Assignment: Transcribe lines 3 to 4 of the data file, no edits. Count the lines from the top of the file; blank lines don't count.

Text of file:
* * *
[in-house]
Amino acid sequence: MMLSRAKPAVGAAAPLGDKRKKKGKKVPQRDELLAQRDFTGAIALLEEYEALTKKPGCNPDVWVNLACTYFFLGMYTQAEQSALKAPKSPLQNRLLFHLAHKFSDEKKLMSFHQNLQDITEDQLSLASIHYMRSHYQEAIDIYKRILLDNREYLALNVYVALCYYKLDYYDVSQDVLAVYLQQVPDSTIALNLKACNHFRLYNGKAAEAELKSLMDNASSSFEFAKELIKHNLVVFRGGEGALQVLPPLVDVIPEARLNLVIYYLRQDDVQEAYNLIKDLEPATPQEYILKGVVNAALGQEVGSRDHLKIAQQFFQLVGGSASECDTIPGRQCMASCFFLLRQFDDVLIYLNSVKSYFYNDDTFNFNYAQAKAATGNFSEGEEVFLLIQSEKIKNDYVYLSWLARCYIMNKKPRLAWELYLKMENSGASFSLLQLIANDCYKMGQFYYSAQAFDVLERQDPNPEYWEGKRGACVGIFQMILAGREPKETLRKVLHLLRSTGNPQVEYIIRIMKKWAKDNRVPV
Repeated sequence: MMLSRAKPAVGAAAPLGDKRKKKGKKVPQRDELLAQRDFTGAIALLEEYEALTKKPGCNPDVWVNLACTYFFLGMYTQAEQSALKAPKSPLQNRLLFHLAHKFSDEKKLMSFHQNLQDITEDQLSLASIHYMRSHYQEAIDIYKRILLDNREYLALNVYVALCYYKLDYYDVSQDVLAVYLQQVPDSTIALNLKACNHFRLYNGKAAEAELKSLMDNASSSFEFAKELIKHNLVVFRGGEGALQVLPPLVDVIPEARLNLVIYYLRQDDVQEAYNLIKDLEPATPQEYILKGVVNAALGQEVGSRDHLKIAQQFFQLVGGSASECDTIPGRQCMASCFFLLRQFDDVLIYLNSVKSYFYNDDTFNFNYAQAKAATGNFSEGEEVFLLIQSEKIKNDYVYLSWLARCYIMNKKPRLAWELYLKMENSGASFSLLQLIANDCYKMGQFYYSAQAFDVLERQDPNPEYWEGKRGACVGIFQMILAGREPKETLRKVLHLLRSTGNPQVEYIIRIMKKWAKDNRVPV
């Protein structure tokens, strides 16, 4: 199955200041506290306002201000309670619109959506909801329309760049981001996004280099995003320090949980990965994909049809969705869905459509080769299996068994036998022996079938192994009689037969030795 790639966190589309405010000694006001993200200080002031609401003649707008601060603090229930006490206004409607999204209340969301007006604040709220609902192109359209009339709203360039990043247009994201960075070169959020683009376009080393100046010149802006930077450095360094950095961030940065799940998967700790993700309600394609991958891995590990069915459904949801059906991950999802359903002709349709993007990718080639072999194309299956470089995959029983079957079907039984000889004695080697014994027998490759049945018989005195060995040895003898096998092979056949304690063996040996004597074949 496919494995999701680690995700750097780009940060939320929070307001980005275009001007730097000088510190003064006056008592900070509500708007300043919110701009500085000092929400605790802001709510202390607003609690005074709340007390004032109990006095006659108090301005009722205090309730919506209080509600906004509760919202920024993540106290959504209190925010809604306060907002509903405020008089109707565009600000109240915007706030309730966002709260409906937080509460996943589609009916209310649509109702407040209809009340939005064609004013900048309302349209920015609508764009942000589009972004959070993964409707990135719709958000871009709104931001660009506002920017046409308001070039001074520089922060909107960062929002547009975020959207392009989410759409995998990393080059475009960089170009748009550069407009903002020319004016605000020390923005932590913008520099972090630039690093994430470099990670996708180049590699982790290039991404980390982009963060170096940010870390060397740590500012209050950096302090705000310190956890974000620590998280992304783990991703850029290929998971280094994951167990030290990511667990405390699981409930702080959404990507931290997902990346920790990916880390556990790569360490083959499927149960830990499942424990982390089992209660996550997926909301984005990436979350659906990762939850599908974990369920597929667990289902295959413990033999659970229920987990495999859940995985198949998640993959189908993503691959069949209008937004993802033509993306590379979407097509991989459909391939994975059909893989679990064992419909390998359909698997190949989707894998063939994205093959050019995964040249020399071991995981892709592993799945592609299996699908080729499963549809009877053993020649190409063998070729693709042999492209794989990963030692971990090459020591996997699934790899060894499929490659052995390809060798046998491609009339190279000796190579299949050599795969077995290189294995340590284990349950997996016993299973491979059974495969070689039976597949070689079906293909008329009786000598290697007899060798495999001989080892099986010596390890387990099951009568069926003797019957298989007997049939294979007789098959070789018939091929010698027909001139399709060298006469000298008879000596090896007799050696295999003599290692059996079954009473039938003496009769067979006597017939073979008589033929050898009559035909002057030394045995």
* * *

Repeated sequence: MMLSRAKPAVGAAAPLGDKRKKKGKKVPQRDELLAQRDFTGAIALLEEYEALTKKPGCNPDVWVNLACTYFFLGMYTQAEQSALKAPKSPLQNRLLFHLAHKFSDEKKLMSFHQNLQDITEDQLSLASIHYMRSHYQEAIDIYKRILLDNREYLALNVYVALCYYKLDYYDVSQDVLAVYLQQVPDSTIALNLKACNHFRLYNGKAAEAELKSLMDNASSSFEFAKELIKHNLVVFRGGEGALQVLPPLVDVIPEARLNLVIYYLRQDDVQEAYNLIKDLEPATPQEYILKGVVNAALGQEVGSRDHLKIAQQFFQLVGGSASECDTIPGRQCMASCFFLLRQFDDVLIYLNSVKSYFYNDDTFNFNYAQAKAATGNFSEGEEVFLLIQSEKIKNDYVYLSWLARCYIMNKKPRLAWELYLKMENSGASFSLLQLIANDCYKMGQFYYSAQAFDVLERQDPNPEYWEGKRGACVGIFQMILAGREPKETLRKVLHLLRSTGNPQVEYIIRIMKKWAKDNRVPV
């Protein structure tokens, strides 16, 4: 199955200041506290306002201000309670619109959506909801329309760049981001996004280099995003320090949980990965994909049809969705869905459509080769299996068994036998022996079938192994009689037969030795 790639966190589309405010000694006001993200200080002031609401003649707008601060603090229930006490206004409607999204209340969301007006604040709220609902192109359209009339709203360039990043247009994201960075070169959020683009376009080393100046010149802006930077450095360094950095961030940065799940998967700790993700309600394609991958891995590990069915459904949801059906991950999802359903002709349709993007990718080639072999194309299956470089995959029983079957079907039984000889004695080697014994027998490759049945018989005195060995040895003898096998092979056949304690063996040996004597074949 496919494995999701680690995700750097780009940060939320929070307001980005275009001007730097000088510190003064006056008592900070509500708007300043919110701009500085000092929400605790802001709510202390607003609690005074709340007390004032109990006095006659108090301005009722205090309730919506209080509600906004509760919202920024993540106290959504209190925010809604306060907002509903405020008089109707565009600000109240915007706030309730966002709260409906937080509460996943589609009916209310649509109702407040209809009340939005064609004013900048309302349209920015609508764009942000589009972004959070993964409707990135719709958000871009709104931001660009506002920017046409308001070039001074520089922060909107960062929002547009975020959207392009989410759409995998990393080059475009960089170009748009550069407009903002020319004016605000020390923005932590913008520099972090630039690093994430470099990670996708180049590699982790290039991404980390982009963060170096940010870390060397740590500012209050950096302090705000310190956890974000620590998280992304783990991703850029290929998971280094994951167990030290990511667990405390699981409930702080959404990507931290997902990346920790990916880390556990790569360490083959499927149960830990499942424990982390089992209660996550997926909301984005990436979350659906990762939850599908974990369920597929667990289902295959413990033999659970229920987990495999859940995985198949998640993959189908993503691959069949209008937004993802033509993306590379979407097509991989459909391939994975059909893989679990064992419909390998359909698997190949989707894998063939994205093959050019995964040249020399071991995981892709592993799945592609299996699908080729499963549809009877053993020649190409063998070729693709042999492209794989990963030692971990090459020591996997699934790899060894499929490659052995390809060798046998491609009339190279000796190579299949050599795969077995290189294995340590284990349950997996016993299973491979059974495969070689039976597949070689079906293909008329009786000598290697007899060798495999001989080892099986010596390890387990099951009568069926003797019957298989007997049939294979007789098959070789018939091929010698027909001139399709060298006469000298008879000596090896007799050696295999003599290692059996079954009473039938003496009769067979006597017939073979008589033929050898009559035909002057030394045995």